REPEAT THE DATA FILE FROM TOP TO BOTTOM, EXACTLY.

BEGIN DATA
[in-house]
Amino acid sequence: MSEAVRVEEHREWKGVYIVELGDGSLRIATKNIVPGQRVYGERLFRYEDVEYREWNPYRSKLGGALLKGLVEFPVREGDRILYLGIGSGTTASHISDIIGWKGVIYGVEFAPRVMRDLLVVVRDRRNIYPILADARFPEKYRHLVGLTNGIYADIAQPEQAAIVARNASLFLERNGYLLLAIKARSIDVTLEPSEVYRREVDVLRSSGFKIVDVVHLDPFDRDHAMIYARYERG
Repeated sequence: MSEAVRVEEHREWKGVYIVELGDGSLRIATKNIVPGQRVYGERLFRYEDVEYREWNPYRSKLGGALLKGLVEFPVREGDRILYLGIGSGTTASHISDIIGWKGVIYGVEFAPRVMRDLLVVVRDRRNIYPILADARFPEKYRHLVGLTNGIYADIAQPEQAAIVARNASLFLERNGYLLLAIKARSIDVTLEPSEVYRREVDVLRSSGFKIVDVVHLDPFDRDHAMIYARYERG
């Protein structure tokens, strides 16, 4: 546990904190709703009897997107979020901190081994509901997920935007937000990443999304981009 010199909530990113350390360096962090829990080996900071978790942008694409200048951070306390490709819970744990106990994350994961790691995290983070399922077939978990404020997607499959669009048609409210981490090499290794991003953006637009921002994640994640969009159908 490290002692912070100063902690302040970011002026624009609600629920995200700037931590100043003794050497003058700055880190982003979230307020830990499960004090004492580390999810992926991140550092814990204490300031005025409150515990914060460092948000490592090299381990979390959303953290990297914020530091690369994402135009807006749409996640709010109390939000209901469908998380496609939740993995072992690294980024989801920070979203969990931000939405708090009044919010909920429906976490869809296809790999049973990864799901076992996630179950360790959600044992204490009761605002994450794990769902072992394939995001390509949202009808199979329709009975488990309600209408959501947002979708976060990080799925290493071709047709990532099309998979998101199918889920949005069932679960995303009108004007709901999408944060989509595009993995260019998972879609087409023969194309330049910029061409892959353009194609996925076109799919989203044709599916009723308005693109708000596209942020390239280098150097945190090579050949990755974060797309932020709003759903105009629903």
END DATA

[in-house]
Amino acid sequence: MSEAVRVEEHREWKGVYIVELGDGSLRIATKNIVPGQRVYGERLFRYEDVEYREWNPYRSKLGGALLKGLVEFPVREGDRILYLGIGSGTTASHISDIIGWKGVIYGVEFAPRVMRDLLVVVRDRRNIYPILADARFPEKYRHLVGLTNGIYADIAQPEQAAIVARNASLFLERNGYLLLAIKARSIDVTLEPSEVYRREVDVLRSSGFKIVDVVHLDPFDRDHAMIYARYERG
Repeated sequence: MSEAVRVEEHREWKGVYIVELGDGSLRIATKNIVPGQRVYGERLFRYEDVEYREWNPYRSKLGGALLKGLVEFPVREGDRILYLGIGSGTTASHISDIIGWKGVIYGVEFAPRVMRDLLVVVRDRRNIYPILADARFPEKYRHLVGLTNGIYADIAQPEQAAIVARNASLFLERNGYLLLAIKARSIDVTLEPSEVYRREVDVLRSSGFKIVDVVHLDPFDRDHAMIYARYERG
């Protein structure tokens, strides 16, 4: 546990904190709703009897997107979020901190081994509901997920935007937000990443999304981009 010199909530990113350390360096962090829990080996900071978790942008694409200048951070306390490709819970744990106990994350994961790691995290983070399922077939978990404020997607499959669009048609409210981490090499290794991003953006637009921002994640994640969009159908 490290002692912070100063902690302040970011002026624009609600629920995200700037931590100043003794050497003058700055880190982003979230307020830990499960004090004492580390999810992926991140550092814990204490300031005025409150515990914060460092948000490592090299381990979390959303953290990297914020530091690369994402135009807006749409996640709010109390939000209901469908998380496609939740993995072992690294980024989801920070979203969990931000939405708090009044919010909920429906976490869809296809790999049973990864799901076992996630179950360790959600044992204490009761605002994450794990769902072992394939995001390509949202009808199979329709009975488990309600209408959501947002979708976060990080799925290493071709047709990532099309998979998101199918889920949005069932679960995303009108004007709901999408944060989509595009993995260019998972879609087409023969194309330049910029061409892959353009194609996925076109799919989203044709599916009723308005693109708000596209942020390239280098150097945190090579050949990755974060797309932020709003759903105009629903």